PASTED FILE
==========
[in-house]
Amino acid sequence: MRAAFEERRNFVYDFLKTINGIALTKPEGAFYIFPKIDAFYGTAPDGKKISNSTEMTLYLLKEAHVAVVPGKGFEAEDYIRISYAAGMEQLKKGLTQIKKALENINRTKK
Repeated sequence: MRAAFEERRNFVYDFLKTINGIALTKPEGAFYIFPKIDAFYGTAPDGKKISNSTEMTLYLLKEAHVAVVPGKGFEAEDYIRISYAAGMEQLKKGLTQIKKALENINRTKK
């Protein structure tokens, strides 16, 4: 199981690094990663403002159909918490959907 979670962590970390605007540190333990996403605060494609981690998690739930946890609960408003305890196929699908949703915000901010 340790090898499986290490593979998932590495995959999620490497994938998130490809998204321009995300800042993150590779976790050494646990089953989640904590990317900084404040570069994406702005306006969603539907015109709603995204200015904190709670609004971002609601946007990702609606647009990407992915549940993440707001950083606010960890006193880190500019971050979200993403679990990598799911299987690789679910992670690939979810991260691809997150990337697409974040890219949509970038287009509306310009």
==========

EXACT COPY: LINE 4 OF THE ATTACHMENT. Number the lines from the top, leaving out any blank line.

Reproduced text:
């Protein structure tokens, strides 16, 4: 199981690094990663403002159909918490959907 979670962590970390605007540190333990996403605060494609981690998690739930946890609960408003305890196929699908949703915000901010 340790090898499986290490593979998932590495995959999620490497994938998130490809998204321009995300800042993150590779976790050494646990089953989640904590990317900084404040570069994406702005306006969603539907015109709603995204200015904190709670609004971002609601946007990702609606647009990407992915549940993440707001950083606010960890006193880190500019971050979200993403679990990598799911299987690789679910992670690939979810991260691809997150990337697409974040890219949509970038287009509306310009």